# Understanding Excel Formula

by | Jun 8, 2020 | Formula & Functions, Formula Basics

The real strength of Excel is its calculation power. An excel worksheet without any calculation can also be created in an MS Word (.doc or .docx) file. This post will help to understand excel formulas, from simple calculations to advanced ones, with nested built-in worksheet functions.

## Basics:

A formula always starts with an equal (=) sign. If you don’t type equal (=) sign, excel will treat the same as text only.

When you enter a formula in cell, it also appears in formula bar, but once you press enter or arrow key to lock the formula, though the cell contains formula, answer is displayed on screen.

Some of the mathematical operators used in excel are given here-under

^                          Exponentiation (to the power)

*  /                        Multiplication and Division

&                           Text Joining

= < > <= => <>    Comparison

Above operators are shown in descending order of priority, if a formula contain operators of same priority excel calculate it from left to right. To change the order of evaluation you have to use (brackets). Any part of formula in (brackets) is done first. You can see how (brackets) affects the answer in following example:-

=5*2+12/3-1             13

=5*2+12/(3-1)          16

=5*(2+12)/(3-1)       35

=(5*2+12)/(3-1)       11

=5*(2+12/3)-1         29

To practice creating a formula, try this:

• Think of an integer (whole) number
• Multiply the number you thought of by 2
• Add 4 to the result
• Divide the result by 2
• Subtract the number you thought of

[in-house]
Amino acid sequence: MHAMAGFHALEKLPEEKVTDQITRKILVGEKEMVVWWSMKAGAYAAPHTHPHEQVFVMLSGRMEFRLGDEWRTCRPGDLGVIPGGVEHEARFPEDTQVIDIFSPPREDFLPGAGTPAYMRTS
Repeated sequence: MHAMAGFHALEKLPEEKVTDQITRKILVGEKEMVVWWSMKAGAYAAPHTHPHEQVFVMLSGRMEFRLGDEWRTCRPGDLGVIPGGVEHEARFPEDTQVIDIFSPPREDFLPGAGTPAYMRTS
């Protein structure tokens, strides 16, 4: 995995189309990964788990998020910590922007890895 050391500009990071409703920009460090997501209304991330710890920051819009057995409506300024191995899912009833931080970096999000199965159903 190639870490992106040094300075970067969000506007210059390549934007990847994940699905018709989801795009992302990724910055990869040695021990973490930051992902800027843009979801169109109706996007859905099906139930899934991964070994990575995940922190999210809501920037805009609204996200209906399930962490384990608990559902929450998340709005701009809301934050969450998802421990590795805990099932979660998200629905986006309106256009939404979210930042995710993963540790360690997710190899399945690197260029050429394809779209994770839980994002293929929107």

## Worksheet Functions:

Excel have nearly 500 built-in worksheet functions for standard calculations and the number is adding on with release of new versions. You may access the complete list of worksheet functions at link given below, you will also get information about version to which a worksheet function was introduced. A function will not work in earlier versions to which it was introduced.

WORKSHEET FUNCTIONS

You may use a single function or nesting more than one as required.

If required you may develop your own worksheet function but this topic is beyond the scope of this article.

## Array Formula:

As I stated at the beginning of this post that the real power of excel is its calculation power, array formulas manifold it. With array formula you may enter different values in multiple cells in one go, can do multiple calculations and can pick multiple values with array formula.

Always remember you have to enter an array formula by pressing CTRL+SHIFT+ENTER together. When you enter an array formula as stated above excel cover the whole formula with curly braces as shown below.

{={0,1,2,3,4,5,6}+1}

Just select 7 contiguous cells in a row and enter above formula excel will insert value of 1 to 7 in seven cells. To enter the data in cells of 1 column replace (,) by (;). An array may reside in single cell or multiple cells of a worksheet.

Suppose, we have to add numbers from 1 to 10, we can do this with worksheet function “SUM” as shown below: